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Fagopyrum tataricum - (L.)Gaertn.

Common Name Tartarian Buckwheat
Family Polygonaceae
USDA hardiness Coming soon
Known Hazards The plant has caused photosensitivity in some people, the dehusked grain is said to be safe.
Habitats Found at heights up to 4400 metres in the Himalayas from Pakistan to Bhutan.
Range E. Asia - Himalayas.
Edibility Rating  
Other Uses  
Weed Potential Yes
Medicinal Rating  
Care
Well drained soil Moist Soil Full sun
Fagopyrum tataricum Tartarian Buckwheat


http://commons.wikimedia.org/wiki/File:Fagopyrum_tataricum_-_Kops.jpg
Fagopyrum tataricum Tartarian Buckwheat
USDA-NRCS PLANTS Database / Britton, N.L., and A. Brown. 1913. An illustrated flora of the northern United States, Canada and the British Possessions. Vol. 1: 672.

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Summary


Physical Characteristics

 icon of manicon of flower
Fagopyrum tataricum is a ANNUAL growing to 0.8 m (2ft 7in). It is in flower from Jul to September. The species is monoecious (individual flowers are either male or female, but both sexes can be found on the same plant) and are pollinated by Bees, flies. Suitable for: light (sandy), medium (loamy) and heavy (clay) soils, prefers well-drained soil and can grow in nutritionally poor soil. Suitable pH: acid, neutral and basic (alkaline) soils and can grow in very acid soils.
It cannot grow in the shade. It prefers dry or moist soil.

Synonyms

Polygonum tataricum.

Habitats

 Cultivated Beds;

Edible Uses

Edible Parts: Leaves;  Oil;  Seed.
Edible Uses: Oil.

Leaves - raw or cooked[183, 272]. Acceptable raw when added in small quantities to mixed chopped salads, otherwise the leaves are much better cooked[K]. They are rich in rutin. Seed - cooked as a cereal[2, 46, 100, 105, 272].The seed can also be sprouted and used in salads, or ground into a powder and used as a cereal[183]. An edible oil is obtained from the seed[177, 183].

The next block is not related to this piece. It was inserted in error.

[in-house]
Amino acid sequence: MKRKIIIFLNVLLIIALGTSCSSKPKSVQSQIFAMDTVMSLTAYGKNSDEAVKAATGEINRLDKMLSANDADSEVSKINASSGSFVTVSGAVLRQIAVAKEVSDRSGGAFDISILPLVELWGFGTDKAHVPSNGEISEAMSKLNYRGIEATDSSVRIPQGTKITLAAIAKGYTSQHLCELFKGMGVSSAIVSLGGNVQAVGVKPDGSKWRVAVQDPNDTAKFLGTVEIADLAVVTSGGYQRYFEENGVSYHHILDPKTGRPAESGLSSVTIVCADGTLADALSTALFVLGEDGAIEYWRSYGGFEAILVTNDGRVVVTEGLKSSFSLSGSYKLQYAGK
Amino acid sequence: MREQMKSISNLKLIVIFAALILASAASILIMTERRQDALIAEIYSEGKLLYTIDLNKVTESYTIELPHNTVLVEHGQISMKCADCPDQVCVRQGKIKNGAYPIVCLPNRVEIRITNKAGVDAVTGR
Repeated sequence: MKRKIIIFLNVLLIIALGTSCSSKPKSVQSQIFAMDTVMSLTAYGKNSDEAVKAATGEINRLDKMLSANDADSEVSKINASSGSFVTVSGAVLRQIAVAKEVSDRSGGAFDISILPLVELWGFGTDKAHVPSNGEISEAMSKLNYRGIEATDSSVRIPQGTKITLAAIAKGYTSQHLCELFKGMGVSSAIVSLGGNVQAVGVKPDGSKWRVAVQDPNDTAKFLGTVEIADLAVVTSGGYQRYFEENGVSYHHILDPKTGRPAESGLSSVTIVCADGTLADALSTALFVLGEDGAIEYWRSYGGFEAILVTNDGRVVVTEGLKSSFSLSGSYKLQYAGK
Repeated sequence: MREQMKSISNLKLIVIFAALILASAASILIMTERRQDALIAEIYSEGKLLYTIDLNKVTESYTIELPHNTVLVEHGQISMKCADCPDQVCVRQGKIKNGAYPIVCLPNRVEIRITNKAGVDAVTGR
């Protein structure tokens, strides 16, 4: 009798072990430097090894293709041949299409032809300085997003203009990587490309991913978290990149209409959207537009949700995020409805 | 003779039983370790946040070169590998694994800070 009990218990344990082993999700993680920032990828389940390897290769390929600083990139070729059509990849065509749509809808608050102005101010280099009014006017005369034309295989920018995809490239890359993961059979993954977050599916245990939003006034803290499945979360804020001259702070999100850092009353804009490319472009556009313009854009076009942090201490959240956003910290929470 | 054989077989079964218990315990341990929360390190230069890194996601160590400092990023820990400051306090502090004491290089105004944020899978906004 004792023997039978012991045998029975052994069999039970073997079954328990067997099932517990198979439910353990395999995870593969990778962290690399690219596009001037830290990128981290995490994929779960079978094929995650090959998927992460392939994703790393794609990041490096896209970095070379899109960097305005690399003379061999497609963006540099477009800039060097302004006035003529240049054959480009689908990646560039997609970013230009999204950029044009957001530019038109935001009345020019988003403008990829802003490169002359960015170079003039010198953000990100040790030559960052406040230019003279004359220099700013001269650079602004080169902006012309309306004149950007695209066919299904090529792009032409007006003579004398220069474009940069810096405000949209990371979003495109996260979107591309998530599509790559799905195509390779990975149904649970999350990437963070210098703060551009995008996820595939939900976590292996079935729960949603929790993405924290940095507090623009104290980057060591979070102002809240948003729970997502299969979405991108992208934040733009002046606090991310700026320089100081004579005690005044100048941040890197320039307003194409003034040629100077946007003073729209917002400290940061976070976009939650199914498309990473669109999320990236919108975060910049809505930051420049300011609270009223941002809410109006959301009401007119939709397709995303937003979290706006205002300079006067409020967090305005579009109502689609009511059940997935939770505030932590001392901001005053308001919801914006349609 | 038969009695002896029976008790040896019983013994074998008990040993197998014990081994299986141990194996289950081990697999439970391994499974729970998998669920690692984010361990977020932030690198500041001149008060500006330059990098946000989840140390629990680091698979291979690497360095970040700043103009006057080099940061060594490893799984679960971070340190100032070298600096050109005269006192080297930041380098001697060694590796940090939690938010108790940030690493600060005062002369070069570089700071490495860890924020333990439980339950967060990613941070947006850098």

Medicinal Uses



Plants For A Future can not take any responsibility for any adverse effects from the use of plants. Always seek advice from a professional before using a plant medicinally.

Astringent.

The bark is astringent[240].

Other Uses

Oil.

None known

Cultivation details

A very easily grown plant, it prefers dry sandy soils but succeeds in most conditions including poor, heavy or acid soils[160] and even sub-soils. Prefers a cool moist climate, also succeeds in dry and arid regions. Tartarian buckwheat is hardier and more resistant to cold than the more commonly grown buckwheat, F. esculentum, though it does not yield so highly[132]. Occasionally cultivated for its edible seed in Europe and the Himalayas[50, 51], there is at least one named variety[183]. 'Madawaska' is more cold hardy and drought tolerant than the type[183].

Propagation

Seed - sow from the middle of spring to early summer in situ. The seed usually germinates in 5 days[115]. The earlier sowings are for a seed or leaf crop whilst the later sowings are used mainly for leaf crops or green manure.

Other Names

If available other names are mentioned here

Found In

Countries where the plant has been found are listed here if the information is available

Weed Potential

Right plant wrong place. We are currently updating this section. Please note that a plant may be invasive in one area but may not in your area so it’s worth checking.

Conservation Status

IUCN Red List of Threatened Plants Status :

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Expert comment

Author

(L.)Gaertn.

Botanical References

51266

Links / References

For a list of references used on this page please go here

Readers comment

Ching Chen   Tue Oct 2 2007

Where can I buy tartarian buckwheat or its seeds to plant?

bob Richer   Thu Jun 12 2008

where can I buy tartarian buckwheat seeds to grow myself

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